Facebook overturned a decision to block searches on its platform for a teenager who was acquitted of killing two people during the riots in Wisconsin.
The company took action shortly after Kyle Rittenhouse’s shooting in August 2020, ensuring that searches of his name would lead to a blank page list.
Facebook confirmed its policy change to the BBC, but declined to comment.
Mr. Rittenhouse, 18, was cleared this month of two counts of murder and one of attempted murder in Kenosha.
In a Twitter thread shortly after the shooting, Facebook’s Brian Fishman, the former director of its Dangerous Individuals and Organizations division, said the company had blocked searches for the teenager’s name.
Yesterday we designated the shooting as a mass murder and removed the killer’s Facebook and Instagram accounts. As a standard practice in these situations, we are also removing praise and support for the shooter and have also blocked searches for their name on our platforms. 2 / no
– Brian Fishman (@brianfishman) August 27, 2020
He also claimed that Facebook was removing praise for Mr. Rittenhouse.
The policy has gone beyond the other big social media platforms.
YouTube, for example, did not have a specific Kyle Rittenhouse policy and only removed content that violated existing rules on the glorification of violence.
Mr. Rittenhouse is considered a patriotic hero by some and a reckless vigilante by others. The line between support and glorification of violence is a difficult judgment for moderators.
In December of last year the BBC found videos on YouTube of people recreating Kyle Rittenhouse shootings at the shooting ranges. The platform removed them, only after they were notified of the videos.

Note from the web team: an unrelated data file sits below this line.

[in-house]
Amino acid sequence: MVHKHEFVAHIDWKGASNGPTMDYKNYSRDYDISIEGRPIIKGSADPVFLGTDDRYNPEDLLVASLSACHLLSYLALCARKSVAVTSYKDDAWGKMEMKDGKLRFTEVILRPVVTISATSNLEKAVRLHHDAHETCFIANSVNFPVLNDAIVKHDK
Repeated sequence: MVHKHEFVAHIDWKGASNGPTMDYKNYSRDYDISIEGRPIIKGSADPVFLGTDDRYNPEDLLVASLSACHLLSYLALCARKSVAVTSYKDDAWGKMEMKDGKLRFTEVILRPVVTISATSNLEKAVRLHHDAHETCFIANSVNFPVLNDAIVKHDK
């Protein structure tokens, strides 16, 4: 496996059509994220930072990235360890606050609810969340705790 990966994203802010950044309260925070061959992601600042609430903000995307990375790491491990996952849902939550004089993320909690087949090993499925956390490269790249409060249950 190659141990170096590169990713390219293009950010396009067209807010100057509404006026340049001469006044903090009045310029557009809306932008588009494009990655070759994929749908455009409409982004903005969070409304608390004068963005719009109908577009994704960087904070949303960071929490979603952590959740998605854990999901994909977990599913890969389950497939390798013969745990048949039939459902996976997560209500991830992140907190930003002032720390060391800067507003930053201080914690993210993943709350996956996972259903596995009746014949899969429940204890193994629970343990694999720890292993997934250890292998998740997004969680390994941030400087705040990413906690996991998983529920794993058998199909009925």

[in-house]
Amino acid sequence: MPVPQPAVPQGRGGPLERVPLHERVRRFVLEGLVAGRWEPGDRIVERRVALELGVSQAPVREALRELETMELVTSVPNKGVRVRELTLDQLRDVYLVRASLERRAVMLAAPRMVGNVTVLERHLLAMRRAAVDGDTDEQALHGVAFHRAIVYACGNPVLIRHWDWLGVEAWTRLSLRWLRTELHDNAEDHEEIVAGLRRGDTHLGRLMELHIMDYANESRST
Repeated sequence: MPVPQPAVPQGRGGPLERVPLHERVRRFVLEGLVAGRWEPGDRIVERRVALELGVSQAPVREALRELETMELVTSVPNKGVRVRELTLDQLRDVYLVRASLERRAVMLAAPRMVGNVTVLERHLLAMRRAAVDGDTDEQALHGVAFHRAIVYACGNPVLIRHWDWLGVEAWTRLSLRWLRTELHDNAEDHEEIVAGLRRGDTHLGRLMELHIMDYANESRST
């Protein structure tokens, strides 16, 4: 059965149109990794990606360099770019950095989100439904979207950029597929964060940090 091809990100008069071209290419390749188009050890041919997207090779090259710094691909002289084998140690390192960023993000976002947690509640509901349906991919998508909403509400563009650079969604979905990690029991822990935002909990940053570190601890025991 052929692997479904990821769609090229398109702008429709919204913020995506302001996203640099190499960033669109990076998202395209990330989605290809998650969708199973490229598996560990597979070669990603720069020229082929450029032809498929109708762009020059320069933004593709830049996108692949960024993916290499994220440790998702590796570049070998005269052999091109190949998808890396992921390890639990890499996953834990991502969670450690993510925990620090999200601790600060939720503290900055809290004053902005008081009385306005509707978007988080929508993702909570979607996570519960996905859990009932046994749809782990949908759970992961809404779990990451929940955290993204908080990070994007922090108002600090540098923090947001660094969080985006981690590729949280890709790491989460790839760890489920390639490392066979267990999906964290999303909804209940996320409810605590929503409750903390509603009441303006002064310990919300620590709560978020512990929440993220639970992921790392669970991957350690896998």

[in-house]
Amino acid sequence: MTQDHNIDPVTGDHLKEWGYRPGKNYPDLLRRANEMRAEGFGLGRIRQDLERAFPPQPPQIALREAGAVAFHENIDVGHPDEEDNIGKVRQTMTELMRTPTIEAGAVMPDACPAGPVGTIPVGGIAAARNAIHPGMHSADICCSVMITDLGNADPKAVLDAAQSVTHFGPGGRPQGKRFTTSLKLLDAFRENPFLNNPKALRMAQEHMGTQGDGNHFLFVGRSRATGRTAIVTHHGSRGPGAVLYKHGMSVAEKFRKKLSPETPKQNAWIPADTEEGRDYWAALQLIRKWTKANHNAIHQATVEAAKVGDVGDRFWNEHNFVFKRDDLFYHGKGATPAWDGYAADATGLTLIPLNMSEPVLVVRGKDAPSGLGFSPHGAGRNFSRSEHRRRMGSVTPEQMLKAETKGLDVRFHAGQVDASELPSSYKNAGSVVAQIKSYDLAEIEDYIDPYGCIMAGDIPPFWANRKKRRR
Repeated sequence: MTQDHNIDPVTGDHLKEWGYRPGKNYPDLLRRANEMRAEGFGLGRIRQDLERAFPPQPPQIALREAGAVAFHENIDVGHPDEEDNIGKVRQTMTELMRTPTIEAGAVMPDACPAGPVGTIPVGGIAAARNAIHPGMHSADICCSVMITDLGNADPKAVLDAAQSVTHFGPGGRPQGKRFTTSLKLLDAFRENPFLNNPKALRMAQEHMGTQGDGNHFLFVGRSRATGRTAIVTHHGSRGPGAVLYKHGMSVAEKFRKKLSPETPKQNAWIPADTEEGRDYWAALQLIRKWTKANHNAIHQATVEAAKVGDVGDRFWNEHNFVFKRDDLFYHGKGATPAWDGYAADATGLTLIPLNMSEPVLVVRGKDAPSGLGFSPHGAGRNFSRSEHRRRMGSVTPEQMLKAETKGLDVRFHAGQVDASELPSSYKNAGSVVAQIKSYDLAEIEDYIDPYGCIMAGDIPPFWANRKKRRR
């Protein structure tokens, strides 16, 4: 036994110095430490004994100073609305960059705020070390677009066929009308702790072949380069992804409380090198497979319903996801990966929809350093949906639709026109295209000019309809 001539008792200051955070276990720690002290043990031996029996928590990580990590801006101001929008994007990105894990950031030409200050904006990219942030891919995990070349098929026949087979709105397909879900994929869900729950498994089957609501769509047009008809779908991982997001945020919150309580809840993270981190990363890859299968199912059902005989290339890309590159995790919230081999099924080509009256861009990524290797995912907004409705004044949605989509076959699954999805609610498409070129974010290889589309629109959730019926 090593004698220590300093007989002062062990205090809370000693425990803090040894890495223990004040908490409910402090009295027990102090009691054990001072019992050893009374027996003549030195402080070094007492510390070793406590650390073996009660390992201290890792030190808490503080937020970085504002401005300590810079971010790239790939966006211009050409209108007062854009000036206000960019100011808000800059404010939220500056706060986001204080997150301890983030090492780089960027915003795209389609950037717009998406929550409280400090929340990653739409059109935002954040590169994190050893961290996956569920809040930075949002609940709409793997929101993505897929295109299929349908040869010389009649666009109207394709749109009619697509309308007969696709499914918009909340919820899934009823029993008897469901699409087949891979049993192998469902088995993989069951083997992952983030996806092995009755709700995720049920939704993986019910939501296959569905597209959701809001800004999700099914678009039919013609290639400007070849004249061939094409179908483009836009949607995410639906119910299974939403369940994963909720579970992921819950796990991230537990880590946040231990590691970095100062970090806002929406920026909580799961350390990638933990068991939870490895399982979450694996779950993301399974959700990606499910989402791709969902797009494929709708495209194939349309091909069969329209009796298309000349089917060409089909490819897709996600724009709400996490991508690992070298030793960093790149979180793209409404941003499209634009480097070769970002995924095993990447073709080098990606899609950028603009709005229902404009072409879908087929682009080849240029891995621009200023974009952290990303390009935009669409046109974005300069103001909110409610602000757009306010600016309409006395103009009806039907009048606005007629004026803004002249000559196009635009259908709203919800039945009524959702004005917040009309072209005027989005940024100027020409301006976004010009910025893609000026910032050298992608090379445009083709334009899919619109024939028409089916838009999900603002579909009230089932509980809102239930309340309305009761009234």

However, YouTube did not remove any other videos glorifying Rittenhouse’s actions. The moderation of Rittenhouse content by YouTube was assessed on a case-by-case basis.
Facebook took a very different approach. He removed Mr. Rittenhouse’s accounts.
Even if people could talk about Mr. Rittenhouse on the platform, a search for his name would have produced a blank page list.
Rittenhouse’s acquittal made Facebook policy difficult to maintain.
The verdict also questioned whether Facebook over-corrected the moderation of Rittenhouse-related content in this way.
- Why does the Kyle Rittenhouse case divide the United States so much?
Many right-wing publications and broadcasters in America have criticized Facebook’s decision to block Rittenhouse’s searches.
The New York Post, for example, said: “Facebook found Kyle Rittenhouse guilty from the start.”
Republican Senator Josh Hawley said after the verdict that Big Tech had “made a decision on this case months ago, tried to deny Kyle Rittenhouse the presumption of innocence and censored those who disagreed.”
Facebook would argue, however, that a tragic act of violence needed a tangible response.
The BBC has learned that Mr. Rittenhouse does not currently have a Facebook or Instagram account.
It’s unclear whether Facebook will stop him from creating one in the future.
Rittenhouse says his case has nothing to do with race
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This Article is Sourced from BBC News. You can check the original article here: Source